IESE Insight
5 strategies to build an alliance for social good
Diego Arias Padilla; Joan Fontrodona
Artículo basado en: Gavi - "La Caixa": A Successful Alliance to Promote Childhood Vaccinations
Año: 2020
Idioma: English

  • An alliance between CaixaBank's social foundation and the Global Alliance for Vaccines and Immunization (Gavi) has raised 31 million euros and led to the vaccination of 5.4 million at-risk children.

  • From the experience, five key recommendations are offered to help build efficient and sustainable corporate alliances for the public good.

  • This successful public-private initiative could prove useful as many organizations race to find a vaccine against the coronavirus.

Since 2008, "La Caixa" Foundation (the social entity of Spain's CaixaBank) has, through its collaboration with the Global Alliance for Vaccines and Immunization (Gavi), contributed 31 million euros to vaccinating at-risk children around the world.

Originally formed as a response to an appeal by the World Bank in a 1998 summit, and funded early on by the Bill and Melinda Gates Foundation, Gavi has gone on to vaccinate over 760 million children (66 million in 2018 alone) while working to strengthen health systems and immunization services in 75 countries. Gavi's goal is to vaccinate 300 million more by 2025 and help participating countries transition to managing immunization programs on their own.

Since La Caixa began collaborating with Gavi in 2008, it has collected donations from employees and clients that have gone to vaccinating 5.4 million children.

What's striking about the partnership is its unique mix of business and charity. "It's unusual to encounter a situation where an institution uses its commercial strength to achieve an objective that's not directly related to its own financial gain," write IESE's Diego Arias and Joan Fontrodona, the authors of the report, Gavi-"la Caixa": A Successful Alliance to Promote Childhood Vaccinations.

New allies
La Caixa managed to get the program going by leveraging CaixaBank as a financial institution, as well as its employees and clients. The goal was to serve as an example for other organizations, modeling best practices and social responsibility.

It's an experience that could prove valuable at a time when the world is striving to find a vaccine to halt the spread of the coronavirus -- and distribute it worldwide. From the initial teething problems of the partnership to the creative solutions employed to overcome them, the authors draw five key lessons:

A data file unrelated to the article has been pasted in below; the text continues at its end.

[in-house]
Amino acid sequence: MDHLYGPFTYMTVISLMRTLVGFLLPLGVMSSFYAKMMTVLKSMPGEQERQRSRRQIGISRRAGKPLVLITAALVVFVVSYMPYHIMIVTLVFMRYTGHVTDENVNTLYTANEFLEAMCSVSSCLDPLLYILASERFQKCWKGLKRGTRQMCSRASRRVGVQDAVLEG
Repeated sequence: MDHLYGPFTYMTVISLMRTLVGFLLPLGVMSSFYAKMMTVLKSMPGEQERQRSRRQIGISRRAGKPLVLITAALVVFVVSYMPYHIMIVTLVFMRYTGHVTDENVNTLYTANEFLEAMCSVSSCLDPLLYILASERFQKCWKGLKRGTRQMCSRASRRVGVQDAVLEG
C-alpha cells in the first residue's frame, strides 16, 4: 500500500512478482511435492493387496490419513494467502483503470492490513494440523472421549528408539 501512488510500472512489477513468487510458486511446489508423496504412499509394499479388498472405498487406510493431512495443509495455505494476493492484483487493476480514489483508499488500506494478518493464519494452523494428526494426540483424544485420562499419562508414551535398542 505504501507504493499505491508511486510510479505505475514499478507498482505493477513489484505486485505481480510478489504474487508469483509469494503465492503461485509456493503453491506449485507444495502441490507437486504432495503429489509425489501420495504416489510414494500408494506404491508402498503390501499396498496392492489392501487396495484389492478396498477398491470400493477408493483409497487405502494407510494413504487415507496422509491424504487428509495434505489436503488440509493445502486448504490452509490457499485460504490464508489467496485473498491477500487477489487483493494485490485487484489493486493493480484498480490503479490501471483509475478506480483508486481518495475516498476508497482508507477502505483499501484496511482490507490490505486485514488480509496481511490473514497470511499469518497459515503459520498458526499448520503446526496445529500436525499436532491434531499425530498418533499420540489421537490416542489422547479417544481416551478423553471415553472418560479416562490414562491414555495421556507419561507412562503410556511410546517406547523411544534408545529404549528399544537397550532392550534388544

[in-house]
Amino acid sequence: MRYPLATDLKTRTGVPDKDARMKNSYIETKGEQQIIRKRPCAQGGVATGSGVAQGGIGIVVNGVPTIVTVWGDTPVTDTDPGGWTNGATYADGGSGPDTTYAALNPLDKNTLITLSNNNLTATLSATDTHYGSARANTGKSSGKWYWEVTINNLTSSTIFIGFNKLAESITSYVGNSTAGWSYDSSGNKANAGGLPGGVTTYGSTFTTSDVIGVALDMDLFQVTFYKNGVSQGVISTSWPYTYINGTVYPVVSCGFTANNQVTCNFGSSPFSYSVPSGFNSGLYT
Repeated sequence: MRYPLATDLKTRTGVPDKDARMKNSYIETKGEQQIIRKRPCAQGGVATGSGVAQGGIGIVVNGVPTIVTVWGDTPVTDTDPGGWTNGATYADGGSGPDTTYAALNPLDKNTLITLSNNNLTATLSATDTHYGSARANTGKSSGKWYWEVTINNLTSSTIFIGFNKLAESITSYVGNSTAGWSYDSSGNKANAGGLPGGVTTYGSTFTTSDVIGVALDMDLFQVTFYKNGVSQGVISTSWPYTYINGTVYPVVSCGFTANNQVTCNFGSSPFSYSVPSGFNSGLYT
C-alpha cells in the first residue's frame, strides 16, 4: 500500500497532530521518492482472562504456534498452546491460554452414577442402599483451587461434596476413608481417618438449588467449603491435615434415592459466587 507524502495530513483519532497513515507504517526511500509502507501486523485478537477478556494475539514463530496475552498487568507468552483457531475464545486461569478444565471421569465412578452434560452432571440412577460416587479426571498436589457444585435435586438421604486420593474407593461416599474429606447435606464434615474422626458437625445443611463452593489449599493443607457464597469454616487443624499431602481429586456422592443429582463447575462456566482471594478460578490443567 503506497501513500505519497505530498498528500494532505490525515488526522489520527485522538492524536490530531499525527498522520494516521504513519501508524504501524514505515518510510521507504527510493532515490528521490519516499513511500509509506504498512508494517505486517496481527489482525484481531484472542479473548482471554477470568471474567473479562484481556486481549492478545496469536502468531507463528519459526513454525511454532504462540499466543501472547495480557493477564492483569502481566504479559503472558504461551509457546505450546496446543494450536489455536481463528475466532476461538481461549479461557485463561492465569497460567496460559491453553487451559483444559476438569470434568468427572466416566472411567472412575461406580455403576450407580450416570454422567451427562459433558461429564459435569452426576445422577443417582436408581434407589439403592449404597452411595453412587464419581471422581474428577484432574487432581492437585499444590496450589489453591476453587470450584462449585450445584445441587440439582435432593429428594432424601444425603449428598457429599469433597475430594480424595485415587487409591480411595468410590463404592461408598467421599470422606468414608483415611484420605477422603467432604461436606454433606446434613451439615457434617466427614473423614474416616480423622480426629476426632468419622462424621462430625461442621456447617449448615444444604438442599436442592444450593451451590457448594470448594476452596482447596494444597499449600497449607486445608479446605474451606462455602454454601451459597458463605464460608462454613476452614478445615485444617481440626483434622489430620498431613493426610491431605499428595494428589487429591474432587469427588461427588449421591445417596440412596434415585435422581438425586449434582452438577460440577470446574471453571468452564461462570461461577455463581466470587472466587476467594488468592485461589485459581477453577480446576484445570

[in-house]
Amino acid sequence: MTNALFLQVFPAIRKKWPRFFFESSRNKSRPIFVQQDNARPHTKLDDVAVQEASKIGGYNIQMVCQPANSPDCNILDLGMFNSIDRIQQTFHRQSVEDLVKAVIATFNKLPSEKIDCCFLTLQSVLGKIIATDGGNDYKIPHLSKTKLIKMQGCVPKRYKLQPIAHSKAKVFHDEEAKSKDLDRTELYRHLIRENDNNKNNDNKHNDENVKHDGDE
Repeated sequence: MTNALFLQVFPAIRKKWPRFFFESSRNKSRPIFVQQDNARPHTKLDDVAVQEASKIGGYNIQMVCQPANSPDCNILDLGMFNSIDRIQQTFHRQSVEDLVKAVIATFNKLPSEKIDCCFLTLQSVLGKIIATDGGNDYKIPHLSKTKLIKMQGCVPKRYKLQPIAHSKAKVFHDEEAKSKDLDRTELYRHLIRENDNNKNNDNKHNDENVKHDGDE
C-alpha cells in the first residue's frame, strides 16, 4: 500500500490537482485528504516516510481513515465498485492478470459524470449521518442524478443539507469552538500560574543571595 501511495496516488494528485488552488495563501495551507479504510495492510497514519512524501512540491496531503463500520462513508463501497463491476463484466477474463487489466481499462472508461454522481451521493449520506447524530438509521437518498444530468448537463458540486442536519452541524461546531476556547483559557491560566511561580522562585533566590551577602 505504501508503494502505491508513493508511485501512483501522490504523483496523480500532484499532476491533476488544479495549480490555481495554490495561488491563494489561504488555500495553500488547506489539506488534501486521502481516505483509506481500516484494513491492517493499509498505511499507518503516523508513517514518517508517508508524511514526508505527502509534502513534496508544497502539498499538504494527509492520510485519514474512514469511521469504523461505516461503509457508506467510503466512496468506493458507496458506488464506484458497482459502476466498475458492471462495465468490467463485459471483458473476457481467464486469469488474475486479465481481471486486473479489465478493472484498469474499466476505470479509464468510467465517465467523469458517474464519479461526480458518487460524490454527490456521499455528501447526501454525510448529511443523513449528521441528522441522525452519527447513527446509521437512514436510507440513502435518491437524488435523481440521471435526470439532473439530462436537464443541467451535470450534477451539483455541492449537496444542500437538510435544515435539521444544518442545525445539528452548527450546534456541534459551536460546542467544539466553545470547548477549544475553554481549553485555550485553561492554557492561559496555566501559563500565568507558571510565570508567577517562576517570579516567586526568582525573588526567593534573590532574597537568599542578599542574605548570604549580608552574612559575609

1. Set a focused, concrete target: When La Caixa requested a report from Gavi to see the results of its investment, Gavi responded by prompting La Caixa to narrow its reach and focus its aid on a single country and disease. Concrete targets are easier to quantify, and visible results generate a sense of belonging and identity for collaborators.

2. Report in detail: Reporting not only ensures that the money collected is being used efficiently, it also provides transparency and builds trust. It's vital to strengthen relationships with donors. Here, Gavi and La Caixa reported their donations in detail and internally audited the program.

3. Treat donations as products: The most effective way to organize fundraising in the workforce is to make it clear that the organization considers donations as important as any commercial product the company offers. When collaborators and customers know that their donations are as important as sales for the organization, commitment is boosted and links between stakeholders are reinforced.

4. Design and use non-monetary incentives: Offer experiences rather than monetary incentives; these create more identification with the cause. Here, public recognition and experiences relating to the cause were offered to the collaborators who collected the largest number of donations. A committed employee can become an agent of change within the company.

5. Set an example and communicate effectively:
If you want others to donate, your organization should be the first to step up. Set an example and then ask others to join you. You should also strategically communicate the work you are doing, less to enhance your own reputation than to promote the cause. Good communication skills are key in this area: no one will be impressed if you just communicate to boost your own ego.

Vaccinations, and access to them, are set to become a topic of great interest, and public-private collaborations could play a significant role.

© IESE Business School - University of Navarra